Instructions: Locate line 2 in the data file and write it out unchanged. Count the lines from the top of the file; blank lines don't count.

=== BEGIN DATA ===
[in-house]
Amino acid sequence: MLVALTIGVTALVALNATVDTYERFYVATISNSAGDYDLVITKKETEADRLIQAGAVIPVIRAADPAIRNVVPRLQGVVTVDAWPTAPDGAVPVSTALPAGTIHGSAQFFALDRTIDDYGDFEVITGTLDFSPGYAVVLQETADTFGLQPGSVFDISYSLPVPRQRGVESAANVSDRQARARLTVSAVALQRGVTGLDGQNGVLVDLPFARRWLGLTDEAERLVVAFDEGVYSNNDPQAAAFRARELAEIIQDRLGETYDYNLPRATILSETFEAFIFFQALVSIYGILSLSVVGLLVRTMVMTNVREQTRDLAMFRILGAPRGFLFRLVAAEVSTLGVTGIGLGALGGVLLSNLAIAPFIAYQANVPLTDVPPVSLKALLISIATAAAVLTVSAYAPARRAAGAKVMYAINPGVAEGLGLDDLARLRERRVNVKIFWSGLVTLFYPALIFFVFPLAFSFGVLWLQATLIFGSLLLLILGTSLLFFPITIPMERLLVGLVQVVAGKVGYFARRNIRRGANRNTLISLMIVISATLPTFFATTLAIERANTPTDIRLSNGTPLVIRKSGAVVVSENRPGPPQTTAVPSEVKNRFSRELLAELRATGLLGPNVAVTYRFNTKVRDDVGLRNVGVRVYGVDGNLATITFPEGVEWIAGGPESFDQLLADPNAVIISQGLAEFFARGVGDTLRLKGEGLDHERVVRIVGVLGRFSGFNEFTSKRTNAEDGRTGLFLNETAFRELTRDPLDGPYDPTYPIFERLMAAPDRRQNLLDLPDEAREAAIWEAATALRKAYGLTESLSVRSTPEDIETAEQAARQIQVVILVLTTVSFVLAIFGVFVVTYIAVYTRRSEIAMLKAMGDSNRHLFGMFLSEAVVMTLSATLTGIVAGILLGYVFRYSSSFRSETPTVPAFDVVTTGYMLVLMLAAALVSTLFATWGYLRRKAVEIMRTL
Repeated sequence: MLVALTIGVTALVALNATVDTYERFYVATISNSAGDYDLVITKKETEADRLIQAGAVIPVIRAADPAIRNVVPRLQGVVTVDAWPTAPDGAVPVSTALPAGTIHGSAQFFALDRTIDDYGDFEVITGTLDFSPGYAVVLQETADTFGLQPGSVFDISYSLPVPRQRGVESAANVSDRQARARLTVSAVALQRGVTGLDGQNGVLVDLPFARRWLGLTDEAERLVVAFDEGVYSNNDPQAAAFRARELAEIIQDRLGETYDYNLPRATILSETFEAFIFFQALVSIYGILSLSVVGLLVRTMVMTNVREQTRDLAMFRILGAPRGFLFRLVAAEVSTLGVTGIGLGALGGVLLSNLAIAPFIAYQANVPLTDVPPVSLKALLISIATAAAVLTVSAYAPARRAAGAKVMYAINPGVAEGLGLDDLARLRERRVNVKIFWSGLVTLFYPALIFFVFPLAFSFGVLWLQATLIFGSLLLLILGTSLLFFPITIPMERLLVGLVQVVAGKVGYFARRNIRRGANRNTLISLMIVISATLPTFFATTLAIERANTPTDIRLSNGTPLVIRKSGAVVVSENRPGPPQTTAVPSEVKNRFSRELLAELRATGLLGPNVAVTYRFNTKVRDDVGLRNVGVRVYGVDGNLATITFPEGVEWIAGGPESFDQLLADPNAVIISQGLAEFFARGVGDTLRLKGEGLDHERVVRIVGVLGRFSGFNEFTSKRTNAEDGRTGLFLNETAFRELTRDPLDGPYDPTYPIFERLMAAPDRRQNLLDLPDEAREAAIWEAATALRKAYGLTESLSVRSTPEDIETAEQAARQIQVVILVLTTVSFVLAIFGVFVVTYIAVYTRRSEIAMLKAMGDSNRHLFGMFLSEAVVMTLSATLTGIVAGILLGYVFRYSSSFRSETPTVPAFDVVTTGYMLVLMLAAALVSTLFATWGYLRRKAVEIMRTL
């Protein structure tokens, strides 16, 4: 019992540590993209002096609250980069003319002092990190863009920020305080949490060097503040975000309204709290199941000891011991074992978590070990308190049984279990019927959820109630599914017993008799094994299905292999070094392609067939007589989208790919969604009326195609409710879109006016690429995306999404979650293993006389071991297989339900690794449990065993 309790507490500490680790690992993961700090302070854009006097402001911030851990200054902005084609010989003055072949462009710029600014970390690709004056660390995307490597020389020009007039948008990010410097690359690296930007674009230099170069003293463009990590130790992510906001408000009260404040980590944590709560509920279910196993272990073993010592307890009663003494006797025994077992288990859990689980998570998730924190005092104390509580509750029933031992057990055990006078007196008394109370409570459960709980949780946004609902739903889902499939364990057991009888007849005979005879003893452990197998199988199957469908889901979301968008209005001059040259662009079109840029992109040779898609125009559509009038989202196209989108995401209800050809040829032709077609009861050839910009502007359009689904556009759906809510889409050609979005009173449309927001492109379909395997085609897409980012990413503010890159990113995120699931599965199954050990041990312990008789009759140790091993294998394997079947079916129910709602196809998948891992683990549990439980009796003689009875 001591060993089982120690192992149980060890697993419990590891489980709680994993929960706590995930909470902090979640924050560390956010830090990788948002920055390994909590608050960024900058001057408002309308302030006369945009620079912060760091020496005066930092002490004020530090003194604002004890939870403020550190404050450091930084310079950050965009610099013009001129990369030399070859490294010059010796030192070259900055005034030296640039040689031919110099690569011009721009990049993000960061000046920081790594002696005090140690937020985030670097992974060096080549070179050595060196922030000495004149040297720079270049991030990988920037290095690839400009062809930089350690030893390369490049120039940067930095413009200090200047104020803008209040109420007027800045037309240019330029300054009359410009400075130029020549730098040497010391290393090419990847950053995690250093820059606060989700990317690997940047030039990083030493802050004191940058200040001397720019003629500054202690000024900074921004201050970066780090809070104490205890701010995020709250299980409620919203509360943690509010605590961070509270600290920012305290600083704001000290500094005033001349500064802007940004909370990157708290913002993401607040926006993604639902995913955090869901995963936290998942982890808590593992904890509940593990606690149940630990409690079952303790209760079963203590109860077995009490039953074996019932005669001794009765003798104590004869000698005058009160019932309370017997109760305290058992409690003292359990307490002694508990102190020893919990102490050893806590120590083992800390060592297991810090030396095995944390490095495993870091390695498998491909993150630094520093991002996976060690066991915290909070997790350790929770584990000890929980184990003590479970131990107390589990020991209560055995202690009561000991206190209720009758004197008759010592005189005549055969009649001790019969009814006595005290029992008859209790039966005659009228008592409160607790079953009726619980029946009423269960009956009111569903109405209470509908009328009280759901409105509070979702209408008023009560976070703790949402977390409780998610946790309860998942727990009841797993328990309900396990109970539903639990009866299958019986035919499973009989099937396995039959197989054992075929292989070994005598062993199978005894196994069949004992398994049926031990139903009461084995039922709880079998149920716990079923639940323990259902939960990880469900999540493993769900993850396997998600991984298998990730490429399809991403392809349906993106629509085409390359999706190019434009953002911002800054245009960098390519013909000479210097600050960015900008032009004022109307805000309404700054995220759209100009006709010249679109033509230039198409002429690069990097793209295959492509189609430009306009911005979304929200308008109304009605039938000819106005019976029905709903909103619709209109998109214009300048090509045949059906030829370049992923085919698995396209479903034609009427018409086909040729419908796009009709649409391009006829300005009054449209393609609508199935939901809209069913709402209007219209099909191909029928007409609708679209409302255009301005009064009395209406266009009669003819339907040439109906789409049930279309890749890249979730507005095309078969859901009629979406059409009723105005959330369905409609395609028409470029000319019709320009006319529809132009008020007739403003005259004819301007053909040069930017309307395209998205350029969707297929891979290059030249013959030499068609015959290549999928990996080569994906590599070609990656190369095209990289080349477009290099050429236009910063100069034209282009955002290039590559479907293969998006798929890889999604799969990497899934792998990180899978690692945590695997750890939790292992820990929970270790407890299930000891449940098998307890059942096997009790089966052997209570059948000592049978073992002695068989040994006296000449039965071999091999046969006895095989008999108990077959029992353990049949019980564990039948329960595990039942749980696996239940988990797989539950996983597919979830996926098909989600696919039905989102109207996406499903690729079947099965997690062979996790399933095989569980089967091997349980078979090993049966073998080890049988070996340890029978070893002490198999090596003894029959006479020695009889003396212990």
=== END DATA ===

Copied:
Amino acid sequence: MLVALTIGVTALVALNATVDTYERFYVATISNSAGDYDLVITKKETEADRLIQAGAVIPVIRAADPAIRNVVPRLQGVVTVDAWPTAPDGAVPVSTALPAGTIHGSAQFFALDRTIDDYGDFEVITGTLDFSPGYAVVLQETADTFGLQPGSVFDISYSLPVPRQRGVESAANVSDRQARARLTVSAVALQRGVTGLDGQNGVLVDLPFARRWLGLTDEAERLVVAFDEGVYSNNDPQAAAFRARELAEIIQDRLGETYDYNLPRATILSETFEAFIFFQALVSIYGILSLSVVGLLVRTMVMTNVREQTRDLAMFRILGAPRGFLFRLVAAEVSTLGVTGIGLGALGGVLLSNLAIAPFIAYQANVPLTDVPPVSLKALLISIATAAAVLTVSAYAPARRAAGAKVMYAINPGVAEGLGLDDLARLRERRVNVKIFWSGLVTLFYPALIFFVFPLAFSFGVLWLQATLIFGSLLLLILGTSLLFFPITIPMERLLVGLVQVVAGKVGYFARRNIRRGANRNTLISLMIVISATLPTFFATTLAIERANTPTDIRLSNGTPLVIRKSGAVVVSENRPGPPQTTAVPSEVKNRFSRELLAELRATGLLGPNVAVTYRFNTKVRDDVGLRNVGVRVYGVDGNLATITFPEGVEWIAGGPESFDQLLADPNAVIISQGLAEFFARGVGDTLRLKGEGLDHERVVRIVGVLGRFSGFNEFTSKRTNAEDGRTGLFLNETAFRELTRDPLDGPYDPTYPIFERLMAAPDRRQNLLDLPDEAREAAIWEAATALRKAYGLTESLSVRSTPEDIETAEQAARQIQVVILVLTTVSFVLAIFGVFVVTYIAVYTRRSEIAMLKAMGDSNRHLFGMFLSEAVVMTLSATLTGIVAGILLGYVFRYSSSFRSETPTVPAFDVVTTGYMLVLMLAAALVSTLFATWGYLRRKAVEIMRTL